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This node represents aggregate statistics generated from all physical networks that are associated with blocks from Simscape™, SimDriveline™, SimHydraulics^{®}, SimElectronics^{®}, and SimPowerSystems™ Simscape Components libraries.
Each statistic is generated separately from each topologically distinct physical network of these blocks and then aggregated to appear as a single statistic.
The individual statistics are:
Number of variables — This statistic represents the number of variables associated with all 1-D physical systems in the model. Variables are categorized further as continuous, eliminated, and discrete variables.
Number of continuous variables (retained) — This statistic represents the number of continuous variables associated with all 1-D physical systems in the model. Continuous variables are those variables whose values vary continuously with time, although some continuous variables can change values discontinuously after events. Continuous variables are categorized further as algebraic and differential variables.
This statistic represents the number of continuous variables in the system after variable elimination. If a system is truly input-output with no dynamics, it is possible to completely eliminate all variables and, in that case, the number of variables is zero.
Number of differential variables — This statistic represents the number of differential variables associated with all 1-D physical systems in the model. Differential variables are continuous variables whose time derivative appears in one or more system equations. These variables add dynamics to the system and require the solver to use numerical integration to compute their values.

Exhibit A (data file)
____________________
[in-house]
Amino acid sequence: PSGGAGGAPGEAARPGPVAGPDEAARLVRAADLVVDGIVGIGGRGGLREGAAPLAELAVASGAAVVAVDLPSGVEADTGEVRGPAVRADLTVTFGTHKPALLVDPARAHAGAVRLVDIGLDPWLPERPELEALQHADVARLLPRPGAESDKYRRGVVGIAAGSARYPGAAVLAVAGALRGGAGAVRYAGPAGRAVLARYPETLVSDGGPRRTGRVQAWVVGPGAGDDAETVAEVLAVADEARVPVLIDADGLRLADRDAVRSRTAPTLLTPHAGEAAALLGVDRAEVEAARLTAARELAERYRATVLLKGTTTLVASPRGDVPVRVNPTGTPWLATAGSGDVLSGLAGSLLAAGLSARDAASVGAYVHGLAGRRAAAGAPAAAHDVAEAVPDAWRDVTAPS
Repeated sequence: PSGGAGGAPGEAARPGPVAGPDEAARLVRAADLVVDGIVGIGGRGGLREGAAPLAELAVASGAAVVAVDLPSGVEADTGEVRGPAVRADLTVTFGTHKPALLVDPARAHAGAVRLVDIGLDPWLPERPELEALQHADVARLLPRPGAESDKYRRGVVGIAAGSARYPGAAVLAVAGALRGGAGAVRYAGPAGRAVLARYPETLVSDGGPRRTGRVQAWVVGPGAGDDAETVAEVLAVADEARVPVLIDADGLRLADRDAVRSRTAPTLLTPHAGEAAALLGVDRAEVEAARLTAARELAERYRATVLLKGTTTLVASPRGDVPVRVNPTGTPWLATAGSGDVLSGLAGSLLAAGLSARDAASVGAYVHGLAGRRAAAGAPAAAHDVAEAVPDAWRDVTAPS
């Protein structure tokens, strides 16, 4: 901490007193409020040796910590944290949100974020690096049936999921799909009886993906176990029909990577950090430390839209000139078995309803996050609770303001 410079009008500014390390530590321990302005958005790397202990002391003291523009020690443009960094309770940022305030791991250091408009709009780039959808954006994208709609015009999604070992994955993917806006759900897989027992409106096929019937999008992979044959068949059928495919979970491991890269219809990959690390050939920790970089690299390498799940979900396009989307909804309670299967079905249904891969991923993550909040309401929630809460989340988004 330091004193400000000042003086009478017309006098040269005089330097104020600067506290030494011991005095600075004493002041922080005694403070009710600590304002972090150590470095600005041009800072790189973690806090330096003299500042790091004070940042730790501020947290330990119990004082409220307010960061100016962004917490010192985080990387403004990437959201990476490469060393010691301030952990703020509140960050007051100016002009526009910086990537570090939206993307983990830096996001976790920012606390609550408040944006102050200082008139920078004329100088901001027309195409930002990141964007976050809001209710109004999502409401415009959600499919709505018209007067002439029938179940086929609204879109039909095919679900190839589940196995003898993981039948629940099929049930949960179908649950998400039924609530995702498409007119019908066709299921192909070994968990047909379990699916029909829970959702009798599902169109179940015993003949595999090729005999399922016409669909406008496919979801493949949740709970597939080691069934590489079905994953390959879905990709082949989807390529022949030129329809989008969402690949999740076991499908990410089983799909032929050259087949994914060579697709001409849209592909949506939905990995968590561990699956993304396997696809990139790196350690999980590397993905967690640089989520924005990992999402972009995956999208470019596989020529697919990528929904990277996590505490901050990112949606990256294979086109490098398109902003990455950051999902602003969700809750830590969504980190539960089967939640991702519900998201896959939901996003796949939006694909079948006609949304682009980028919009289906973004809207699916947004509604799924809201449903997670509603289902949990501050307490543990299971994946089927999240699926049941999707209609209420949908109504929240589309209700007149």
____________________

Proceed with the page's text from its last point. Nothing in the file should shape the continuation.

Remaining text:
This statistic represents the number of differential variables in the model after variable elimination.
Number of algebraic variables — This statistic represents the number of algebraic variables associated with all 1-D physical systems in the model. Algebraic variables are continuous system variables whose time derivative does not appear in any system equations. These variables appear in algebraic equations but add no dynamics, and this typically occurs in physical systems due to conservation laws, such as conservation of mass and energy.
This statistic represents the number of algebraic variables in the model after variable elimination.
Number of continuous variables (eliminated) — This statistic represents the number of eliminated variables associated with all 1-D physical systems in the model. Eliminated variables are continuous variables that are eliminated by the software and are not used in solving the system. Eliminated variables are categorized further as algebraic and differential variables.
Number of differential variables — This statistic represents the number of eliminated differential variables associated with all 1-D physical systems in the model. Differential variables are continuous variables whose time derivative appears in one or more system equations. These variables add dynamics to the system and require the solver to use numerical integration to compute their values.
This statistic represents the number of differential variables in the model that have been eliminated.